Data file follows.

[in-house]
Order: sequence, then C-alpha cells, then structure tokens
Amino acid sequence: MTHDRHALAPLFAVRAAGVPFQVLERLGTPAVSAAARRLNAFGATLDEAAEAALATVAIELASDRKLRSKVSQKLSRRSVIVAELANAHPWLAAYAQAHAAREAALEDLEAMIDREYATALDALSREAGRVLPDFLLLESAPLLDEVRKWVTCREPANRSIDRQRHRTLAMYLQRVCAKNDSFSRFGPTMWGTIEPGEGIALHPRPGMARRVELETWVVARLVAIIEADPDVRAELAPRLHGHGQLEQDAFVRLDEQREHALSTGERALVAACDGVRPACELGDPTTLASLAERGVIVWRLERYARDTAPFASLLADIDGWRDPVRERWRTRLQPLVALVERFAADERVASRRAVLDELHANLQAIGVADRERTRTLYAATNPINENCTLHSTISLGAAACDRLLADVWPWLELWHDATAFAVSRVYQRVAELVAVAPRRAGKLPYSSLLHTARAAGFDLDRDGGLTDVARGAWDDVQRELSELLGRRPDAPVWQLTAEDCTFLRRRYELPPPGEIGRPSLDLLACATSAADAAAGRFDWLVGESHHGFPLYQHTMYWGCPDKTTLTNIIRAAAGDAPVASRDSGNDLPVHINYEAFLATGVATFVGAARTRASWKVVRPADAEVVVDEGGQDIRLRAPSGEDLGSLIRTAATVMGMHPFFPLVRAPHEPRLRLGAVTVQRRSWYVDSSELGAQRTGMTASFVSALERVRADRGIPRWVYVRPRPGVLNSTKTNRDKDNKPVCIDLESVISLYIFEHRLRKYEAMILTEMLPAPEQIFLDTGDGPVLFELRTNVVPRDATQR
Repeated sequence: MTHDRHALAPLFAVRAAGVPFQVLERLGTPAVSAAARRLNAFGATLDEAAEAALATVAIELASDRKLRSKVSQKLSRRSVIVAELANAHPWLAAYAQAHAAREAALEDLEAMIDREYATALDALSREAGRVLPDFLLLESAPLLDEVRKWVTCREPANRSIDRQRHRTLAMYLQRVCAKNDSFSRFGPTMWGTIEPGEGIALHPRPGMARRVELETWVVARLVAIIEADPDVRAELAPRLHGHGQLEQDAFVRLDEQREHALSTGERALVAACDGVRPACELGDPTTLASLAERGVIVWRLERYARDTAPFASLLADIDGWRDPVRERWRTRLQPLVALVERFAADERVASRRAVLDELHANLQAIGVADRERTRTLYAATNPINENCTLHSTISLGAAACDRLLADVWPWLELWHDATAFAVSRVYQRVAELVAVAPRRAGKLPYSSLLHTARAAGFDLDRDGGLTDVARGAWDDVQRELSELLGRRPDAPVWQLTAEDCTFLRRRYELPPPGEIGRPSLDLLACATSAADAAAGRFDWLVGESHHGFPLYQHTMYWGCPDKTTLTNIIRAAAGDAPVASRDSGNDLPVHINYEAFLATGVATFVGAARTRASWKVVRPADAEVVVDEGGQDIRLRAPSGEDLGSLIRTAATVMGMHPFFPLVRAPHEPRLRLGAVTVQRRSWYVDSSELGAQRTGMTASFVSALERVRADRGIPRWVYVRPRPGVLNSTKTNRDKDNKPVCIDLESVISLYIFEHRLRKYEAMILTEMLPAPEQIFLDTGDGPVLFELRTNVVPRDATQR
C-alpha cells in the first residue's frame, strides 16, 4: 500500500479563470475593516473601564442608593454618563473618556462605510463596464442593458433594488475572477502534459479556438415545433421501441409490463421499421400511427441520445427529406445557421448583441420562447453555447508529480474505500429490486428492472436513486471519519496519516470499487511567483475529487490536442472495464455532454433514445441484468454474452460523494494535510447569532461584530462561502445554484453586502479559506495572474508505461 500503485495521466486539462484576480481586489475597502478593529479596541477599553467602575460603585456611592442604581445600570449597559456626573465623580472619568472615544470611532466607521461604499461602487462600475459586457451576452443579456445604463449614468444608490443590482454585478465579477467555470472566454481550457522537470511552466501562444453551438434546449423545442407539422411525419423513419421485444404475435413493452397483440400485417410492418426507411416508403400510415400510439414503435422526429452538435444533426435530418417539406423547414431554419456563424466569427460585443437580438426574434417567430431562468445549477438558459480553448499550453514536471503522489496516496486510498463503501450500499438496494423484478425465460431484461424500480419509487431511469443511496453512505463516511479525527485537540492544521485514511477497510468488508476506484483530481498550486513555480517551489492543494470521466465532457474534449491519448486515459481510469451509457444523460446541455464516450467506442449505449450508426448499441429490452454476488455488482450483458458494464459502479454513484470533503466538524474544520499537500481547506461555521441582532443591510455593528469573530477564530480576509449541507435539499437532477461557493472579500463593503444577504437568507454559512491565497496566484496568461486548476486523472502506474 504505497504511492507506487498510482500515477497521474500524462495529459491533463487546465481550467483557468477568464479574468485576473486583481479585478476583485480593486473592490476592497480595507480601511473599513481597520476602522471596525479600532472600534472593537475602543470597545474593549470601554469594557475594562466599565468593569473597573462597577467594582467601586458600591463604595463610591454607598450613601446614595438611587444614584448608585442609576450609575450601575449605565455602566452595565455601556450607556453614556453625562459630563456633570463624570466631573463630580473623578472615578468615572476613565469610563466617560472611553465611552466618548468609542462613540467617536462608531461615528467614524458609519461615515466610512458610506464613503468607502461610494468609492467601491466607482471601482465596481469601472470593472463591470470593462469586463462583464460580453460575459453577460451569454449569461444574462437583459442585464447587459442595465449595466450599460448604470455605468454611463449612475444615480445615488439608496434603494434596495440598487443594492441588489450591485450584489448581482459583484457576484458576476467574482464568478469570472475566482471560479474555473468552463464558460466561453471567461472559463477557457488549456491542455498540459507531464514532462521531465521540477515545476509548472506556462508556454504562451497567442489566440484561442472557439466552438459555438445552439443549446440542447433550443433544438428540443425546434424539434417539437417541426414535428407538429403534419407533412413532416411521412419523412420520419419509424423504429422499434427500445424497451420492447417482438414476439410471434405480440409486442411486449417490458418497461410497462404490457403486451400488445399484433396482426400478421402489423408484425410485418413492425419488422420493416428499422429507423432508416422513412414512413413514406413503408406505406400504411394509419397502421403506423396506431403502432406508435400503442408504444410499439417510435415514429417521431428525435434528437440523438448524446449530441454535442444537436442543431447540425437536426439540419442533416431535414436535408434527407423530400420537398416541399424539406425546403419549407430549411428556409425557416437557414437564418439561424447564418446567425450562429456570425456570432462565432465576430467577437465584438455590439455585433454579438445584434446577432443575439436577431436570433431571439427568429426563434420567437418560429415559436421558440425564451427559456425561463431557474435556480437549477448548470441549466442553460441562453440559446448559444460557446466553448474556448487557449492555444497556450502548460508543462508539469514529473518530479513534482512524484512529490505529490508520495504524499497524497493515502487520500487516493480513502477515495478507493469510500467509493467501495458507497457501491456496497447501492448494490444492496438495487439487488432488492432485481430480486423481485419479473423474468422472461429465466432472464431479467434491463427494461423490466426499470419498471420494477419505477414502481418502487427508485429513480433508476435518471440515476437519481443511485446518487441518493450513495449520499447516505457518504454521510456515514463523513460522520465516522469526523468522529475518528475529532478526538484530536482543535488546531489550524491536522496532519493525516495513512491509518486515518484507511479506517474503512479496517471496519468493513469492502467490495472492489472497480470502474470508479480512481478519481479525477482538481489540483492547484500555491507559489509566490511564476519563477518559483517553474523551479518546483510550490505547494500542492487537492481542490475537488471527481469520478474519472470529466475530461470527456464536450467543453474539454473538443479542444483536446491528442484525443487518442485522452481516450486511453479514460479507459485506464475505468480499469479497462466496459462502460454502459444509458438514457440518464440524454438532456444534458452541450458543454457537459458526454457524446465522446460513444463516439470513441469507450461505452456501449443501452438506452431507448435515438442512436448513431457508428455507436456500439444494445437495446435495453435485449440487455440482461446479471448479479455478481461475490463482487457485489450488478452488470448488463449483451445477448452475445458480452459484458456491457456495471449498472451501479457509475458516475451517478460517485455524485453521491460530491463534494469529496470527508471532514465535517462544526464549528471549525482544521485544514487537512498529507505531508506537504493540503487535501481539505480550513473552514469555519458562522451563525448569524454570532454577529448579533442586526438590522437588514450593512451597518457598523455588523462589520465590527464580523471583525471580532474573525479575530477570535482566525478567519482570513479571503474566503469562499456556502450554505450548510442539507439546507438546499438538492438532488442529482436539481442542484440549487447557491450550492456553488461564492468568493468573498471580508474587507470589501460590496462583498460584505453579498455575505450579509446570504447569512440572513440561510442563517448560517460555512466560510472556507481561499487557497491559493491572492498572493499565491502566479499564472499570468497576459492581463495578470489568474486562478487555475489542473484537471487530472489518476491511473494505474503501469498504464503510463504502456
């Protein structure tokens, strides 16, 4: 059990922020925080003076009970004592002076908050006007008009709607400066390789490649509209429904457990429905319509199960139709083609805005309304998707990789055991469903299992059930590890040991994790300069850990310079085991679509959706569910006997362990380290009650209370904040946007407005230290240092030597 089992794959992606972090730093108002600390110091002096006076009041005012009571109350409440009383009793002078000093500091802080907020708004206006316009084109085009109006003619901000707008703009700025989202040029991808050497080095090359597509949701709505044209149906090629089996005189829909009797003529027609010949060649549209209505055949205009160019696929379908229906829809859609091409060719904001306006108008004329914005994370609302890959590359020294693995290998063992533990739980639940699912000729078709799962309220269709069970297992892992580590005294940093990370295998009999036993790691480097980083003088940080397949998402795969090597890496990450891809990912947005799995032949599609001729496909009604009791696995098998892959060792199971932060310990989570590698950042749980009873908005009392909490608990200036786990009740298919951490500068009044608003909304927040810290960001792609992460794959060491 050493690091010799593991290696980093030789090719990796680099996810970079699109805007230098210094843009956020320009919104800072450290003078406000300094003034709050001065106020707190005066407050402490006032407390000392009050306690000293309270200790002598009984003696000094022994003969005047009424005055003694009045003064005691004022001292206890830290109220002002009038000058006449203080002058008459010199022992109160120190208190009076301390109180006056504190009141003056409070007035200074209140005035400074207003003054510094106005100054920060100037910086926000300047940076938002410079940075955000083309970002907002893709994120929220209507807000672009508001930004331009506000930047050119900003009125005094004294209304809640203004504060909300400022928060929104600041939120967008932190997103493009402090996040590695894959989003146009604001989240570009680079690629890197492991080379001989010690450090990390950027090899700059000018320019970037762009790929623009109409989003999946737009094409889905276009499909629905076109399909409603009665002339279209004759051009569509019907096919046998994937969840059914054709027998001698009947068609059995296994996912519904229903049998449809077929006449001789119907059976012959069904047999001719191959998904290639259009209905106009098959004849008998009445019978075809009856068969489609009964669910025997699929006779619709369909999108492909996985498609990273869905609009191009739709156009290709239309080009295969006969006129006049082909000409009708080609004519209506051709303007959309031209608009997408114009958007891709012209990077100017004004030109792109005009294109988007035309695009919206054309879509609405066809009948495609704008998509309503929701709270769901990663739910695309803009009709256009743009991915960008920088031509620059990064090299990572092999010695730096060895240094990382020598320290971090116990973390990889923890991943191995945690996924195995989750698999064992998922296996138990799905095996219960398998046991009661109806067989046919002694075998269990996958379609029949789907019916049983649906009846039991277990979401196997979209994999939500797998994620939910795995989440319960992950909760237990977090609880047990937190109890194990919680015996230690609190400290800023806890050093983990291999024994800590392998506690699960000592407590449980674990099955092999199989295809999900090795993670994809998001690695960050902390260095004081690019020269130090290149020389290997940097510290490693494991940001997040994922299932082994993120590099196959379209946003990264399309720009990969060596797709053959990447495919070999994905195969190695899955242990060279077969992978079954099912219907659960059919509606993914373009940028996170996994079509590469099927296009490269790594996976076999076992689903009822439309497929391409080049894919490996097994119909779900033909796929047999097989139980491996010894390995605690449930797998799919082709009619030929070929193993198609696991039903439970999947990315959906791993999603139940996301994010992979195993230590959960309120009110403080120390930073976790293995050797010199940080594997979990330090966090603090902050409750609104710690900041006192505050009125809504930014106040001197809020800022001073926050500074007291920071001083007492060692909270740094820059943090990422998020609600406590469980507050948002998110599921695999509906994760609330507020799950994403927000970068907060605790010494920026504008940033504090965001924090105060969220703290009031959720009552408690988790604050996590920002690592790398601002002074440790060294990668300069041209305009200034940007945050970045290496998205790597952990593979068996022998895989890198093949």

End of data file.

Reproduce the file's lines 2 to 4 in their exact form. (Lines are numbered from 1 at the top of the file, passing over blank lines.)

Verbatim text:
Order: sequence, then C-alpha cells, then structure tokens
Amino acid sequence: MTHDRHALAPLFAVRAAGVPFQVLERLGTPAVSAAARRLNAFGATLDEAAEAALATVAIELASDRKLRSKVSQKLSRRSVIVAELANAHPWLAAYAQAHAAREAALEDLEAMIDREYATALDALSREAGRVLPDFLLLESAPLLDEVRKWVTCREPANRSIDRQRHRTLAMYLQRVCAKNDSFSRFGPTMWGTIEPGEGIALHPRPGMARRVELETWVVARLVAIIEADPDVRAELAPRLHGHGQLEQDAFVRLDEQREHALSTGERALVAACDGVRPACELGDPTTLASLAERGVIVWRLERYARDTAPFASLLADIDGWRDPVRERWRTRLQPLVALVERFAADERVASRRAVLDELHANLQAIGVADRERTRTLYAATNPINENCTLHSTISLGAAACDRLLADVWPWLELWHDATAFAVSRVYQRVAELVAVAPRRAGKLPYSSLLHTARAAGFDLDRDGGLTDVARGAWDDVQRELSELLGRRPDAPVWQLTAEDCTFLRRRYELPPPGEIGRPSLDLLACATSAADAAAGRFDWLVGESHHGFPLYQHTMYWGCPDKTTLTNIIRAAAGDAPVASRDSGNDLPVHINYEAFLATGVATFVGAARTRASWKVVRPADAEVVVDEGGQDIRLRAPSGEDLGSLIRTAATVMGMHPFFPLVRAPHEPRLRLGAVTVQRRSWYVDSSELGAQRTGMTASFVSALERVRADRGIPRWVYVRPRPGVLNSTKTNRDKDNKPVCIDLESVISLYIFEHRLRKYEAMILTEMLPAPEQIFLDTGDGPVLFELRTNVVPRDATQR
Repeated sequence: MTHDRHALAPLFAVRAAGVPFQVLERLGTPAVSAAARRLNAFGATLDEAAEAALATVAIELASDRKLRSKVSQKLSRRSVIVAELANAHPWLAAYAQAHAAREAALEDLEAMIDREYATALDALSREAGRVLPDFLLLESAPLLDEVRKWVTCREPANRSIDRQRHRTLAMYLQRVCAKNDSFSRFGPTMWGTIEPGEGIALHPRPGMARRVELETWVVARLVAIIEADPDVRAELAPRLHGHGQLEQDAFVRLDEQREHALSTGERALVAACDGVRPACELGDPTTLASLAERGVIVWRLERYARDTAPFASLLADIDGWRDPVRERWRTRLQPLVALVERFAADERVASRRAVLDELHANLQAIGVADRERTRTLYAATNPINENCTLHSTISLGAAACDRLLADVWPWLELWHDATAFAVSRVYQRVAELVAVAPRRAGKLPYSSLLHTARAAGFDLDRDGGLTDVARGAWDDVQRELSELLGRRPDAPVWQLTAEDCTFLRRRYELPPPGEIGRPSLDLLACATSAADAAAGRFDWLVGESHHGFPLYQHTMYWGCPDKTTLTNIIRAAAGDAPVASRDSGNDLPVHINYEAFLATGVATFVGAARTRASWKVVRPADAEVVVDEGGQDIRLRAPSGEDLGSLIRTAATVMGMHPFFPLVRAPHEPRLRLGAVTVQRRSWYVDSSELGAQRTGMTASFVSALERVRADRGIPRWVYVRPRPGVLNSTKTNRDKDNKPVCIDLESVISLYIFEHRLRKYEAMILTEMLPAPEQIFLDTGDGPVLFELRTNVVPRDATQR